Reflections on Mother's Day

Last weekend was Mother’s Day 

On one hand, asking someone if they had a lovely Mother’s Day is a polite pleasantry, but in reality,  it can be a loaded question.  

If you had a magical unicorn Mother’s Day, feel free to skip to the next section. But you aren't alone if Sunday stirred up some unpleasant thoughts and emotions.  

My thoughts aren’t fully polished, complete, or absolute, but here’s what’s been rolling around my head.  

Mothering (the act of mothering) is a gift of the sacred feminine. Raising, nurturing, and caring for someone or something, including ourselves, is critical for life to thrive.  And since it’s a verb, it isn’t relegated only to certain people. We can all mother 

In our society, the work of the feminine often goes unseen and is undervalued. Mothering isn’t as sexy as accomplishing goals, achieving, leading, and making money.  

So, I’m all here to acknowledge and honor the gift and act of mothering. There truly isn’t enough of it.  

Yet Mother’s Day often misses the mark.  


Because this day is focused on the ideal mother/child relationship, which can be complex, challenging, and exclusionary, the “happy” parts of the holiday can also include pressure-filled performative rituals that end up more stressful than enjoyable. Mother’s Day can bring up a lot of shoulds in our thoughts, beliefs, and feelings. 

It’s a complicated mess of feelings and experiences that often bring up at least one of these:  expectation, disappointment, guilt, shame, abandonment, sadness,  grief, and utter heartbreak.   

I could give you examples, but you already know them.  

So, I’d like to offer some ideas for reflection. Take what resonates and leave the rest.  

Let me start with a story.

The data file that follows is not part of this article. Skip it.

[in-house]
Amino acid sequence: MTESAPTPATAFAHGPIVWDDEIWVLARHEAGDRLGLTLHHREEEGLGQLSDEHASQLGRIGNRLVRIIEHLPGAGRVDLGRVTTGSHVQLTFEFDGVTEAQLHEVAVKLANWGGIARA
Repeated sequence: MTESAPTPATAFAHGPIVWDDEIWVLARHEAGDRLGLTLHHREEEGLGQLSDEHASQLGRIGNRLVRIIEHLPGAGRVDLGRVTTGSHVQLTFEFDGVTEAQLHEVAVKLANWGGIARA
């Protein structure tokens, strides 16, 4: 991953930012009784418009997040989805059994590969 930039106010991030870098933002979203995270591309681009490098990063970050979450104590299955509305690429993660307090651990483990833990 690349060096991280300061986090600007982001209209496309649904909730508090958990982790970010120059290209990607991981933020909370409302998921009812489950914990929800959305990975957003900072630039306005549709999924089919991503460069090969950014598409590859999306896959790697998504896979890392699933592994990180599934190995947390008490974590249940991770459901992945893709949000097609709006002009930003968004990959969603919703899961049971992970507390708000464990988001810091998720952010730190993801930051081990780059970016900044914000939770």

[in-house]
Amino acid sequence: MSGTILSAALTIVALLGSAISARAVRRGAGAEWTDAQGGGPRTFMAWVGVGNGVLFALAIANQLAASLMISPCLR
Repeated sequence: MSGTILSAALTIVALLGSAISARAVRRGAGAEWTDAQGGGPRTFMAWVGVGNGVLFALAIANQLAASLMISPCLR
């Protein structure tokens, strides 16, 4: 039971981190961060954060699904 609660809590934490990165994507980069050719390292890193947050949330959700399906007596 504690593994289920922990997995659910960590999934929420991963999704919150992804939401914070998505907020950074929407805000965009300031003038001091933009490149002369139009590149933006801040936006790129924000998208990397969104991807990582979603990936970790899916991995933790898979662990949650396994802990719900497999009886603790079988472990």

Years ago, for my birthday, I released the pressure and expectation for other people to have to do something to celebrate me to feel loved or acknowledged.  This wasn’t easy to unlearn, but it made me feel more excited and empowered vs. disappointed birthday blues. Nowadays, I use the day for spending time in reflection, honoring the past year's highlights and challenges, setting new goals and intentions, and feeling grateful for the people and gifts in my life. I also plan a few things I want to do to treat myself.  For example, getting a massage and pre-making my favorite childhood comfort food so I can indulge and not cook.  

This year I thought, what if Mother’s Day was a bit more like my birthday ritual? (I like to use what-if statements with my clients to create possibilities.)  

What if I spent time on Mother’s Day weekend in reflection of my mothering journey, and the ways in which I nurture and mother others. 

What if I spend time in gratitude for the people who have nurtured and mothered me? 

What if I asked how I could mother myself more and did that?

What if I created a way to spend some time in a way that felt good to me? 

What if we all honored the mothering in our lives instead of only the identity of mother? 

Reflection Questions for you:  #reflectionbuildsresiliency

  1. What did you do for Mother’s DayMaybe you were doing things for your own mom or partner.  Maybe spending the day with family, being celebrated, or not celebrating at all. 
  2. Did the day bring up any unpleasant feelings, thoughts, beliefs?  Were they tied to loss, disappointment, or expectations of yourself or other people?  Try writing some “what if statements” of your own to see what comes up and what feels good instead of the Mother’s Day shoulds. 

  3.  What can you do to amplify/ shift/ or release for next time to make the day feel better for you? 


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